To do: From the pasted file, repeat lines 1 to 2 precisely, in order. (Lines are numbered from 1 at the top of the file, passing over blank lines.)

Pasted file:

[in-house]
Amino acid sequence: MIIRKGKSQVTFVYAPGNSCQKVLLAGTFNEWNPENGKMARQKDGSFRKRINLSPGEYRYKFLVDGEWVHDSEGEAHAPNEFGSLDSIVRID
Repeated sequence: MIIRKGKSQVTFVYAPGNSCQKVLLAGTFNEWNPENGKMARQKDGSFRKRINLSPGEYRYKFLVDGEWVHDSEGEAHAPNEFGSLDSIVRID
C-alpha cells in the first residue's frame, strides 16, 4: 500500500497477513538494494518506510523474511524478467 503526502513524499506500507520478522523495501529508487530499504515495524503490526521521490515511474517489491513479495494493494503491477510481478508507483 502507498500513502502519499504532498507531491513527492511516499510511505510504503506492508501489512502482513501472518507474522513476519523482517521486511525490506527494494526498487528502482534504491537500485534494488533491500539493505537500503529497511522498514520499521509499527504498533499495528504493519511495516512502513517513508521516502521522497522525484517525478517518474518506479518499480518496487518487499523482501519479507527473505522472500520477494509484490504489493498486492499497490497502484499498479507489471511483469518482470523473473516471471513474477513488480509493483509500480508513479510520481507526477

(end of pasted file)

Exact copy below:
[in-house]
Amino acid sequence: MIIRKGKSQVTFVYAPGNSCQKVLLAGTFNEWNPENGKMARQKDGSFRKRINLSPGEYRYKFLVDGEWVHDSEGEAHAPNEFGSLDSIVRID